Welcome to FMEP’s Weekly Settlement & Annexation Report. To subscribe to this report, please click here.
June 3 ,2021
- Critical Updates from Silwan & Sheikh Jarrah
- Tender Published for Givat Hamatos Groundwork, Even as Petition is Pending
- Final Approval Given to Har Homa E Settlement
- Expansion of the Beit El Settlement Begins
- High Court Bans Settlers from Farming Palestinian Land…But Continues to Deny Palestinians Access
- Resources on Israel’s New Prime Minister Naftali Bennet
- New Report on Settler Violence Against Palestinians in Area B
- Bonus Reads
Comments or questions? Email Kristin McCarthy – firstname.lastname@example.org.
In the weeks since FMEP’s last Settlement & Annexation Report was published (apologies for the gap) there have been several key developments in the cases of forced displacement of families from their longtime homes in Sheikh Jarrah and Silwan, including new scrutiny of the legal basis on which Israeli settlers claim to own the land and the homes from which they wish to expel Palestinians. It must be recalled that the Israeli Court has for the time being decided to postpone these expulsions – a decision clearly influenced by the fact that Palestinians are currently mobilized and the international community is closely engaged.
At this point, the most pressing eviction cases in Silwan and Sheikh Jarrah are awaiting the opinion of the Israeli Attorney General. That position is currently held by Avichai Mandelblit (though this might change under the new governing coalition). The Attorney General’s opinion will carry a tremendous amount of weight in deciding not only the fate of the families facing imminent displacement, but scores of other Palestinian families whose homes are being similarly targeted by settlers. Mandelblit, it is worth recalling, has among other things actively worked to craft legal mechanisms to launder illegal settler construction in the West Bank.
For additional background on the historic and legal context of these cases, see the new, excellent and thorough analysis by the Israeli NGO Terrestrial Jerusalem (PDF available here). To understand why these cases are not a simple real-estate dispute – and why it is improper to call them eviction cases – please see this analysis by Ir Amim’s Amy Cohen and Yudtih Oppenheimer. For updates on settlement-related developments in Silwan and Sheikh Jarrah, see below.
- On June 1st, the Jerusalem Affairs Ministry issued an order to freeze the construction of a “Yeminite heritage center” in the home of an evicted Palestinian family in the Batan al-Hawa section of Silwan.
- The order was issued in light of a newly launched investigation into the means by which Ateret Cohanim came to manage the “Benvenisti Land Trust,” an historic trust that Ateret Cohanim revived in order to claim ownership of swathes of land in Silwan, and then to initiate eviction proceedings against Palestinians living there. The investigation will have major consequences, not only for the fate of the planned heritage center (to commemorate a small Yemenite Jewish community that lived in the area before 1948), but also for the many eviction cases Ateret Cohanim is pursuing on the basis of its management of the land owned by Benvenisti Trust.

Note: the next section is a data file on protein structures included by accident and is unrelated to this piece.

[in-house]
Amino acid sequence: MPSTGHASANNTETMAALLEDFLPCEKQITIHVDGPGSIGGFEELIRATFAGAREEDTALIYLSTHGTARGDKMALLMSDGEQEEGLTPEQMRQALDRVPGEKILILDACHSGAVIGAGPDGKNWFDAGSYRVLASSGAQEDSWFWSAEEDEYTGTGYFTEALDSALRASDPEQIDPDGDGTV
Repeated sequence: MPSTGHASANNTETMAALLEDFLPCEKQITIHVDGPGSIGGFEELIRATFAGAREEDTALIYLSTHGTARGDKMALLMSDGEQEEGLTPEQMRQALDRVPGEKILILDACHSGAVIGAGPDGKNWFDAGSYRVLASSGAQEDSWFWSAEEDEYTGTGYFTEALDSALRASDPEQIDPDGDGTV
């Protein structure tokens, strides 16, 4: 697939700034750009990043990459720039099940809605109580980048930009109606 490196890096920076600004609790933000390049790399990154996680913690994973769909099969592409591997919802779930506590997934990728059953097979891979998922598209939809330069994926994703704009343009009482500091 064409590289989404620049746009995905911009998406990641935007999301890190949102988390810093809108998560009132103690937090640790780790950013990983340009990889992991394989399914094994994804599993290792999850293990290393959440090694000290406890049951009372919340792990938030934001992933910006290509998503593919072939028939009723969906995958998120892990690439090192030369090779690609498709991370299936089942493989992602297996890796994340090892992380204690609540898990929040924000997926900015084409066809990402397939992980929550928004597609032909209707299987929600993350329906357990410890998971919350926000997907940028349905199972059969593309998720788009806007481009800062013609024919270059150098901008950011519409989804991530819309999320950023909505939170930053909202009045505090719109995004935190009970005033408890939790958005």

- Haaretz explains the background on why the investigation is being launched: “…in September 2020, the religious trusts registry began investigating the Benvenisti Trust in response to a petition filed in court by the Ir Amim organization. Ir Amim charged that the trust was a shell organization run by Ateret Cohanim for its own purposes, and that these purposes deviated from the founding goals of the trust, which was established in the late 19th century. Around six months ago, Ir Amim also petitioned the court against the planned heritage center, arguing that it was unreasonable for one government agency to be investigating the trust while another government agency was pouring money into it. Moreover, the organization said, it is improper for the state to finance a heritage center on private property that essentially serves Ateret Cohanim’s needs.”
- For background on Ateret Cohanim’s plans to build a heritage center, see FMEP’s August 2018 report.
- On May 26th, the Jerusalem District Court delayed the forced displacement of seven Palestinian families from their longtime homes in the Batan al-Hawa section of Silwan, awaiting a decision by the Israeli Supreme Court on two related cases.
- All three cases challenge the underlying legal status of the land and the buildings on the land – which the settler organization Ateret Cohanim claims to own via the resuscitation of the Benvenisti land trust.
- The two related cases are awaiting the submission of an opinion by the Israeli Attorney General, and that opinion will be applied to all three cases (and likely any additional cases brought on the same grounds). The Supreme Court ordered the Israeli Attorney General to submit his opinion on one of the cases – the Duweik family case – by May 31st. On June 1st, the Court granted the Attorney General a 30-day extension of that deadline.
- The Ateret Cohanim settler organization has led a campaign to forcibly displace some 100 Palestinian families from the Batan al-Hawa area of Silwan, claiming the land is rightfully owned by the Benvenisti Trust, over which Ateret Cohanim members have controlling power.